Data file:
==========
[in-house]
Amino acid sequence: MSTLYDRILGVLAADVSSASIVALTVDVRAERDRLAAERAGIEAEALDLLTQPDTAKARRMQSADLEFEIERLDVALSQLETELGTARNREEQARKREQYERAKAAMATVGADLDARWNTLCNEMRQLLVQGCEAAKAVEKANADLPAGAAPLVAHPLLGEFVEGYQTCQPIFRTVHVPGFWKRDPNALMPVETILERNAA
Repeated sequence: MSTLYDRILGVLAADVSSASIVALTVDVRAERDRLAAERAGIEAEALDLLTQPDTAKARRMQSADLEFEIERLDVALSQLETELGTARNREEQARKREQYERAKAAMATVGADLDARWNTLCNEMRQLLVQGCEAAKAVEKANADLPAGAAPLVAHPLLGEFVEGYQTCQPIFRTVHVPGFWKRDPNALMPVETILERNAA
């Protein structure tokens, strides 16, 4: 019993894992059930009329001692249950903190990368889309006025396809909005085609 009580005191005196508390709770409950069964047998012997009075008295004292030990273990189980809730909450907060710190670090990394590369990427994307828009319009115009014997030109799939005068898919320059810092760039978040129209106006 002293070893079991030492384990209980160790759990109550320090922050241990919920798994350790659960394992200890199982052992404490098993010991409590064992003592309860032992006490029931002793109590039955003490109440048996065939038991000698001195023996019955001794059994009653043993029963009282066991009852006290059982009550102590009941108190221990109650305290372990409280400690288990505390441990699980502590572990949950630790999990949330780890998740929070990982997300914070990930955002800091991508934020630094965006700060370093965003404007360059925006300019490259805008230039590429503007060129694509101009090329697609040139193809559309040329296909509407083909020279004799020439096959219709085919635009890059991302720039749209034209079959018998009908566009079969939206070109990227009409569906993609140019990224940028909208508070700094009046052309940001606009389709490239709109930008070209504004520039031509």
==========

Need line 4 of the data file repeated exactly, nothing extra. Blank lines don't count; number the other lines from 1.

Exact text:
């Protein structure tokens, strides 16, 4: 019993894992059930009329001692249950903190990368889309006025396809909005085609 009580005191005196508390709770409950069964047998012997009075008295004292030990273990189980809730909450907060710190670090990394590369990427994307828009319009115009014997030109799939005068898919320059810092760039978040129209106006 002293070893079991030492384990209980160790759990109550320090922050241990919920798994350790659960394992200890199982052992404490098993010991409590064992003592309860032992006490029931002793109590039955003490109440048996065939038991000698001195023996019955001794059994009653043993029963009282066991009852006290059982009550102590009941108190221990109650305290372990409280400690288990505390441990699980502590572990949950630790999990949330780890998740929070990982997300914070990930955002800091991508934020630094965006700060370093965003404007360059925006300019490259805008230039590429503007060129694509101009090329697609040139193809559309040329296909509407083909020279004799020439096959219709085919635009890059991302720039749209034209079959018998009908566009079969939206070109990227009409569906993609140019990224940028909208508070700094009046052309940001606009389709490239709109930008070209504004520039031509």